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In Conversation With: ANWESH SAHOO

In Conversation With: ANWESH SAHOO

In Conversation With: Anwesh Sahoo
As pride month comes to an end, the conversation around the topic should not. 
We spoke to Anwesh Sahoo about his journey with sexuality, his art and profession and his favorite music right now. 
Here's what he had to say - 
Where did you grow up?
I grew up in Odisha and moved to Delhi when I was around 13-14.
Do you have siblings?
I do have a sibling who is 4 years older to me. 
How would you describe your profession? 
My profession is rather interesting, I work as a technical artist at the intersection of designers and developers. I work on a gaming engine, specifically in the space of casino gaming and I love it.
I am also a creator, I create artworks for a range of things in print like for newspapers, magazines, I've also designed calendars, playing cards, annual planners and diaries. I have also, more recently, worked in the realm of creating books.
I also create work for my Instagram where I basically play around with the idea of fashion, gender and queerness, and even sometimes politics. They all come together and everything goes through the lens of Effeminare, so I create something that is a visual spectacle of sorts.
I also work as a model. I’ve been doing it for a good 7-8 years now. And I work with independent labels, small labels, big labels, basically any form of runway or print work.
Anwesh Graphic Work
What has your journey been like as a member of the LGBTQ+ community?
My journey has been rather tumultuous to be honest. Initially, I did not want to be gay, so I went through this entire phase of self loathing. I think once I won Mister Gay India and I was opened up to a world of queerness in India, more queer people were becoming part of my life day in and day out, that's when things started changing, I started appreciating this more. And information is key, so knowing more about my queerness helped me a lot. It helped me understand that this is actually fun, exciting and beautiful and it needs to be embraced.
Sexuality is an important part of anyone's life, but especially for someone like me, who basically works in a job which is not entirely surrounded by queer people, being able to put out my 100% true self is very important to me.
What were the most rewarding and the most challenging experiences?
The challenging part has been not having the social acceptance, it's a very complex journey and sometimes people give up in that process, I've lost out on so many friends over the years, which is very unfortunate. But this same complex journey let me in a way where I found more about myself and learned so much about life overall. I am so much more self aware.
Anwesh Artwork 3
What was acceptance like when you decided to come out?
Acceptance was initially difficult when I came out to my parents, to my family, I think they didn't understand it, I don't think they still understand it but they deal with it.
i've also started not coming out to people beyond my social circle, so maybe in other parts of my life I don’t really have to deal with it as much, but in my work place for example - I am out to everyone, and it can be like a journey where I am basically coming out again and again.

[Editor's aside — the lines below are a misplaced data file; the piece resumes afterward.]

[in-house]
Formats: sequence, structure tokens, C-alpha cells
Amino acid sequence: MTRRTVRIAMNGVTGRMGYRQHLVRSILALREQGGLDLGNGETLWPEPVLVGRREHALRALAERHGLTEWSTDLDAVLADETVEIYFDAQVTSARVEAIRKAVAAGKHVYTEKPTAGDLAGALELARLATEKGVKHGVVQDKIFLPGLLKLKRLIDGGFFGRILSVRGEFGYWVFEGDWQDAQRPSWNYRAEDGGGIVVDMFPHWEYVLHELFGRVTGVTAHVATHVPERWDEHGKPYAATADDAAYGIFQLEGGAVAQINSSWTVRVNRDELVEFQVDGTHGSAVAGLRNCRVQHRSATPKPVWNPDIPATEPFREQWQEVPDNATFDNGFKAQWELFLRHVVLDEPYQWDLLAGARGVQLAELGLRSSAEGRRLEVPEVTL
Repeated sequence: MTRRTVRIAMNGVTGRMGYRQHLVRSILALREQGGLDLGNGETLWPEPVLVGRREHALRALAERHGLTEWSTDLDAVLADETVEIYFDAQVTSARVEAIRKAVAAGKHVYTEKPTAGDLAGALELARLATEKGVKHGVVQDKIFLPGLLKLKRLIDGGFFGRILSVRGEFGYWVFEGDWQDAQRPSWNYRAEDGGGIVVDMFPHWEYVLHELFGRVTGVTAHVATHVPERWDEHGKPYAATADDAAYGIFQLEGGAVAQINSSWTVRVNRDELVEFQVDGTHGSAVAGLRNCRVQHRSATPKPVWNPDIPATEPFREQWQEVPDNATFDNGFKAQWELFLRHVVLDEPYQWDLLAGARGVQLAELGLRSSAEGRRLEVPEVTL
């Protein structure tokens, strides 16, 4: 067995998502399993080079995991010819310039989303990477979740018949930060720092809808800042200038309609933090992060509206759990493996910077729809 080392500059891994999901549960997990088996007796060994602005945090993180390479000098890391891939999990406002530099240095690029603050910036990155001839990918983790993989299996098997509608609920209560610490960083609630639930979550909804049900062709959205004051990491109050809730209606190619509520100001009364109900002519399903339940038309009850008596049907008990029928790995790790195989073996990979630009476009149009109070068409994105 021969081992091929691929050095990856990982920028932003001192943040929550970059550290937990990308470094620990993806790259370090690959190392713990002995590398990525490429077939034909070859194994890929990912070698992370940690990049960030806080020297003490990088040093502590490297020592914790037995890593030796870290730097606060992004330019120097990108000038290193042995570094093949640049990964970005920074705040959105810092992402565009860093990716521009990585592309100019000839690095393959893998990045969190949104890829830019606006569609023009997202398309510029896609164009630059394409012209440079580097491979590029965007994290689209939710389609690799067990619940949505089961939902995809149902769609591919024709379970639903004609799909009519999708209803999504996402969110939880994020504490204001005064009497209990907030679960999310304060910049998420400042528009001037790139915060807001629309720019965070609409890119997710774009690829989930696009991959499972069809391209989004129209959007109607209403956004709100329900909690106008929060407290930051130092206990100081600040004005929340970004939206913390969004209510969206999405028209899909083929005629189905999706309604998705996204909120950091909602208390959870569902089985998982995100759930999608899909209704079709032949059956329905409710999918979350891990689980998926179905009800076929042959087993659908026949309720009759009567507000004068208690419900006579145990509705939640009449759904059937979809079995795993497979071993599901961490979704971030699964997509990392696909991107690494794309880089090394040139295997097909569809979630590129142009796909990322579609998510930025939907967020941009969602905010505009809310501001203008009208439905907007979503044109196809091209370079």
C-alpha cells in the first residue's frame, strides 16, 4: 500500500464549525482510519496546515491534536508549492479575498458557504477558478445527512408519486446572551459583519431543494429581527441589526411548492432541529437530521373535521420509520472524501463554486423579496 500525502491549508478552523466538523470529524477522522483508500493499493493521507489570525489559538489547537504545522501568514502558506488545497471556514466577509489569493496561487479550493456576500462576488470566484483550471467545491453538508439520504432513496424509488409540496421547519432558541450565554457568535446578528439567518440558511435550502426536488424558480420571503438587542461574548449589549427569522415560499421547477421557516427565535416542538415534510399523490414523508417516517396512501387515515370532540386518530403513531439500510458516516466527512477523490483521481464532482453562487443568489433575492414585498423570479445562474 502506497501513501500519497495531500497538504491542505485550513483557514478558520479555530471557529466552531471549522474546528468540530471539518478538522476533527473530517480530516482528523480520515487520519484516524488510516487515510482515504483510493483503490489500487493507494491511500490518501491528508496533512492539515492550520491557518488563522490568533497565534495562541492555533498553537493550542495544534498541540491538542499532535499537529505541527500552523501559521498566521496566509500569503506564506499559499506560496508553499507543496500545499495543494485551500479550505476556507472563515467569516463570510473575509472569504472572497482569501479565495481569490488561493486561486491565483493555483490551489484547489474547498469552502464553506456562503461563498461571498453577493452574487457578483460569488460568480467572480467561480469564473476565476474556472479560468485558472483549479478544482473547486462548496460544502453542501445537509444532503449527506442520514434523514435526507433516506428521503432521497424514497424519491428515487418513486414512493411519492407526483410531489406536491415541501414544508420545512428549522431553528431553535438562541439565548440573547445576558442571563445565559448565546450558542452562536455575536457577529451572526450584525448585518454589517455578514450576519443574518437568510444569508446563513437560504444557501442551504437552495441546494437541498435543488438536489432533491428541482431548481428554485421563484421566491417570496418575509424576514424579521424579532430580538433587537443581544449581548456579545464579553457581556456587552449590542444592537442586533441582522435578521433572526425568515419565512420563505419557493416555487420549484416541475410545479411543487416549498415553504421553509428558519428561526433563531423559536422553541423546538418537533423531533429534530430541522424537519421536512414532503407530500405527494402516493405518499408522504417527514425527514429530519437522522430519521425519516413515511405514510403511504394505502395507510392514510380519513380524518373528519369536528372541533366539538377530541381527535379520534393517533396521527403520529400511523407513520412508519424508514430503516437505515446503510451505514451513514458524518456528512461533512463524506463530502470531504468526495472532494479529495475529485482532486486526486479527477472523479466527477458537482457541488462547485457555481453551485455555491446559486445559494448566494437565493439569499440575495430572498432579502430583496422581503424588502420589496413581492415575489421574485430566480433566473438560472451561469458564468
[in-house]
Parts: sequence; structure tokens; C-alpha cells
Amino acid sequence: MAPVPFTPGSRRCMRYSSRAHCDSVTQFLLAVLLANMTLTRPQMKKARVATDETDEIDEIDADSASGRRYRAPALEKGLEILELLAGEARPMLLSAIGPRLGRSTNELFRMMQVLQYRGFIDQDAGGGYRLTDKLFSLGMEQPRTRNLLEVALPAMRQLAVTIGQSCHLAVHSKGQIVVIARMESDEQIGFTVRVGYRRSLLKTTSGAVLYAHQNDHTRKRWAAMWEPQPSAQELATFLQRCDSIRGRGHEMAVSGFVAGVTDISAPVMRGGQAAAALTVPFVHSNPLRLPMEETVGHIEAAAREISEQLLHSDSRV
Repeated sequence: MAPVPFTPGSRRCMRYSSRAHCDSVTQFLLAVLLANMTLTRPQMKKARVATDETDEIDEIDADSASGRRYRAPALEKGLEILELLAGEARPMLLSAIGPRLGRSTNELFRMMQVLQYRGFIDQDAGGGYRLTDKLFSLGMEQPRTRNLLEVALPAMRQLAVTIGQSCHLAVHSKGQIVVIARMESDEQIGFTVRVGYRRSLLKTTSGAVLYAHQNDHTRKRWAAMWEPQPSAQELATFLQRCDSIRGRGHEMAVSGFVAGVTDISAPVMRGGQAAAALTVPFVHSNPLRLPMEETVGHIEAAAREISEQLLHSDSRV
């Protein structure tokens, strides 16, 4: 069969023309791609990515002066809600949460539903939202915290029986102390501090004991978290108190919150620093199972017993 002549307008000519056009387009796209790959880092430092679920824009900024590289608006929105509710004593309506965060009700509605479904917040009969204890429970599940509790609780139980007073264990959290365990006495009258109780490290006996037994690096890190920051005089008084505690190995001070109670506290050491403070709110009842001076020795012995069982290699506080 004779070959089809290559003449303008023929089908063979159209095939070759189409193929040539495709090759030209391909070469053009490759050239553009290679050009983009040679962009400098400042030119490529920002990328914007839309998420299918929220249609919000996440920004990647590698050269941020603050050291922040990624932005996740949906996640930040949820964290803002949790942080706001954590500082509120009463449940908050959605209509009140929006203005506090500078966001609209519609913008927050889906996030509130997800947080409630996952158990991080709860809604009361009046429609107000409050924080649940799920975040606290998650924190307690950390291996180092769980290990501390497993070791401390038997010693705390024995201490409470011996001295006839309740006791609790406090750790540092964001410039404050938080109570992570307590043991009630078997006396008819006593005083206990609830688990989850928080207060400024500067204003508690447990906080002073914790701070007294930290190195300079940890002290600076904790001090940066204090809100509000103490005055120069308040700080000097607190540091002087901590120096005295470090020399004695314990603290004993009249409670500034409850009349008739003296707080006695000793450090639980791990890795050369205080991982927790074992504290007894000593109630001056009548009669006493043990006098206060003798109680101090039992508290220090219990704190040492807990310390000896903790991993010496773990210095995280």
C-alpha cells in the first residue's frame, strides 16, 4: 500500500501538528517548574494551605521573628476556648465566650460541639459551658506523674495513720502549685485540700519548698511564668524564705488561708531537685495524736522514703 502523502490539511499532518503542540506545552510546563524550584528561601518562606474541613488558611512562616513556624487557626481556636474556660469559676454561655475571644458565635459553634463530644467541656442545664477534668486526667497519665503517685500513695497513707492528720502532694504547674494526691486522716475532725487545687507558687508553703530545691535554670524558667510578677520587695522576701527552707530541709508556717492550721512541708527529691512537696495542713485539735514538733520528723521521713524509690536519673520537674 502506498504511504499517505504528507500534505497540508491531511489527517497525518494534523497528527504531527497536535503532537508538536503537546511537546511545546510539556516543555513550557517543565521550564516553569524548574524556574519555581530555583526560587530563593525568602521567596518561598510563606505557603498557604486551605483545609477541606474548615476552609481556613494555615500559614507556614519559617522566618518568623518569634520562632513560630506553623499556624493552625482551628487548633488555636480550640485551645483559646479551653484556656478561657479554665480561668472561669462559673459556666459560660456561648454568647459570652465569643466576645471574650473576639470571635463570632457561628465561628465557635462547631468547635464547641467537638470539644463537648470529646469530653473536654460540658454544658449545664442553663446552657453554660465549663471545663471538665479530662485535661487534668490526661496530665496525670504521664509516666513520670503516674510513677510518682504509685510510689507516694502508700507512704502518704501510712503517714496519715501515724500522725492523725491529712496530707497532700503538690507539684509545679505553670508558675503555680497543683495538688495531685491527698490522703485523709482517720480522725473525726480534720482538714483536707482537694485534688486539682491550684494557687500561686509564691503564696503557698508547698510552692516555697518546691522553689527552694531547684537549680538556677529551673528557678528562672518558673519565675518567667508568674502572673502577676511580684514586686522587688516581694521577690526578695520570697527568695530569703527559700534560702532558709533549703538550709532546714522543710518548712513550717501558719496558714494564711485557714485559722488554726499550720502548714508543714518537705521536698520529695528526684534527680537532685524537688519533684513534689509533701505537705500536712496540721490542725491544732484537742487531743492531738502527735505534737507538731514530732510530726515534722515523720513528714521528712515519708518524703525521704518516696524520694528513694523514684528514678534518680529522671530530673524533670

Luckily things are changing now, in organized spaces things are much better, people really appreciate you for who you are. I love that, people appreciate your queerness and I am grateful for that. But I think in unorganized spaces in India, it's very difficult. There is a lot of unnecessary hate, for femme people especially.
If you could now give one piece of advice to a younger you, what would it be? 
I think I would say to myself - don't take yourself too seriously.
In terms of my career I was really focused, in terms of finding my own self too - I was very strict with myself and I took what people said to heart sometimes. I wish I hadn’t done that, I wish I had taken life a little less seriously sometimes.
Anwesh Sahoo Graphic


What is the change that you would like to see, specifically in India, with regards to the LGBTQ+ community?

I would really like the future of the queer community to be bright, to be filled with hope, to be a more egalitarian world where we don't have to fight so much for our rights - something so fundamental.

So many changes I would like to see, to begin with - marriage equality, that is something I would really really want in the future. I think marriage right is a very fundamental right, people across the gender spectrum should be able to choose who they want to marry, irrespective of their gender identity. I wish there was more understanding and awareness of the difference between gender identity and sexuality.

I would love for us to have rights to adoption, a very very fundamental right again, I feel this world would be so much better if we offered kids the opportunity to be adopted by queer couples - that would be lovely.

Who are your top 3 music artists? 
I love listening to Netta, she is an Israeli artist, love her music. I also really enjoy Ckay and I have been listening to AP Dhillon a lot recently.
Which is your favorite vacation destination? 
I love Switzerland, I'm obsessed with Zurich, it's my favourite city in the whole wide world.
What’s your fashion uniform? 
I love wearing loose clothes, so I wear a pair of baggy jeans and a simple safari shirt. I love colors so i incorporate a bit of color in the shirt.
Summer/Winter/Monsoon? What do you wait for? 
I always always wait for winter, its my favorite season.
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